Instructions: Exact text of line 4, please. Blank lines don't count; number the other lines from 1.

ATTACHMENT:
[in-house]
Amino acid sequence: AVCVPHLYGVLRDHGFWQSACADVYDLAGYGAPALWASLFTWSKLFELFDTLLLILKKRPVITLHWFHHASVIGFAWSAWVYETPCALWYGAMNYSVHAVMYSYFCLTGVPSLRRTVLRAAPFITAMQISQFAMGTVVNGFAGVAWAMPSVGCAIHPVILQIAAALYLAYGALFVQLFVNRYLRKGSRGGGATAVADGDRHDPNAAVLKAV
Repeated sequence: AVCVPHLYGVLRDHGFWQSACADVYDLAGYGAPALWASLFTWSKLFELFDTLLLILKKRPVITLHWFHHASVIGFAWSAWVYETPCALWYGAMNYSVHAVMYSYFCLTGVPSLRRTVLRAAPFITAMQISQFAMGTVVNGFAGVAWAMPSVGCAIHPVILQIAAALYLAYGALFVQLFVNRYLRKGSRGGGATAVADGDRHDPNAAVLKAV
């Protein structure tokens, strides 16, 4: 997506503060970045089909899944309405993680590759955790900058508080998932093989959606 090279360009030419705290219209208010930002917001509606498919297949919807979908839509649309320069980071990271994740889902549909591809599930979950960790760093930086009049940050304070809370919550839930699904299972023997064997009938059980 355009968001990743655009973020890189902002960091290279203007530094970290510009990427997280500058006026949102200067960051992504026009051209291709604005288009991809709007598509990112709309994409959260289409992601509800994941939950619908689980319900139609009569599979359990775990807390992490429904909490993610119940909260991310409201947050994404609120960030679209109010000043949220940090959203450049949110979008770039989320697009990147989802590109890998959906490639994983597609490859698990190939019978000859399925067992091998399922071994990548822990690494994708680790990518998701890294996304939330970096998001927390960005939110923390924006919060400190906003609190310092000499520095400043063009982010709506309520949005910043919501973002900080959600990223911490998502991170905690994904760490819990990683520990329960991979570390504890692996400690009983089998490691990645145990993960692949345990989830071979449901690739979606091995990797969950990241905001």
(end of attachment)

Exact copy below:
């Protein structure tokens, strides 16, 4: 997506503060970045089909899944309405993680590759955790900058508080998932093989959606 090279360009030419705290219209208010930002917001509606498919297949919807979908839509649309320069980071990271994740889902549909591809599930979950960790760093930086009049940050304070809370919550839930699904299972023997064997009938059980 355009968001990743655009973020890189902002960091290279203007530094970290510009990427997280500058006026949102200067960051992504026009051209291709604005288009991809709007598509990112709309994409959260289409992601509800994941939950619908689980319900139609009569599979359990775990807390992490429904909490993610119940909260991310409201947050994404609120960030679209109010000043949220940090959203450049949110979008770039989320697009990147989802590109890998959906490639994983597609490859698990190939019978000859399925067992091998399922071994990548822990690494994708680790990518998701890294996304939330970096998001927390960005939110923390924006919060400190906003609190310092000499520095400043063009982010709506309520949005910043919501973002900080959600990223911490998502991170905690994904760490819990990683520990329960991979570390504890692996400690009983089998490691990645145990993960692949345990989830071979449901690739979606091995990797969950990241905001």